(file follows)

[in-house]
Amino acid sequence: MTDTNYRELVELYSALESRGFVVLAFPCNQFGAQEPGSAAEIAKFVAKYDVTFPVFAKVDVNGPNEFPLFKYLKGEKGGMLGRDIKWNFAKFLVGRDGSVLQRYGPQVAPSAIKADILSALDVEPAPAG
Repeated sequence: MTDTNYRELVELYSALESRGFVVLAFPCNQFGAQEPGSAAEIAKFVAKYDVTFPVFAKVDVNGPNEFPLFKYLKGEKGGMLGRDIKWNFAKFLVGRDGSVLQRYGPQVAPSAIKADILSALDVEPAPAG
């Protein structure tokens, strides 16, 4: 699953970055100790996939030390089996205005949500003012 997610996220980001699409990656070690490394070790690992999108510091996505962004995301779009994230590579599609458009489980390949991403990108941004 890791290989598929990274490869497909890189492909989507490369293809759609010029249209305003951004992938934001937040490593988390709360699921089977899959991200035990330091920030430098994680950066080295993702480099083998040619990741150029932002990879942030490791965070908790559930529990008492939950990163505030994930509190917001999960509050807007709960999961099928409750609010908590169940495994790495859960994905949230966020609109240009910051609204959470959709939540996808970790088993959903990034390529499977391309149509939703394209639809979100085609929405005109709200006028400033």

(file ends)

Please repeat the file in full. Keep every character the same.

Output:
[in-house]
Amino acid sequence: MTDTNYRELVELYSALESRGFVVLAFPCNQFGAQEPGSAAEIAKFVAKYDVTFPVFAKVDVNGPNEFPLFKYLKGEKGGMLGRDIKWNFAKFLVGRDGSVLQRYGPQVAPSAIKADILSALDVEPAPAG
Repeated sequence: MTDTNYRELVELYSALESRGFVVLAFPCNQFGAQEPGSAAEIAKFVAKYDVTFPVFAKVDVNGPNEFPLFKYLKGEKGGMLGRDIKWNFAKFLVGRDGSVLQRYGPQVAPSAIKADILSALDVEPAPAG
């Protein structure tokens, strides 16, 4: 699953970055100790996939030390089996205005949500003012 997610996220980001699409990656070690490394070790690992999108510091996505962004995301779009994230590579599609458009489980390949991403990108941004 890791290989598929990274490869497909890189492909989507490369293809759609010029249209305003951004992938934001937040490593988390709360699921089977899959991200035990330091920030430098994680950066080295993702480099083998040619990741150029932002990879942030490791965070908790559930529990008492939950990163505030994930509190917001999960509050807007709960999961099928409750609010908590169940495994790495859960994905949230966020609109240009910051609204959470959709939540996808970790088993959903990034390529499977391309149509939703394209639809979100085609929405005109709200006028400033």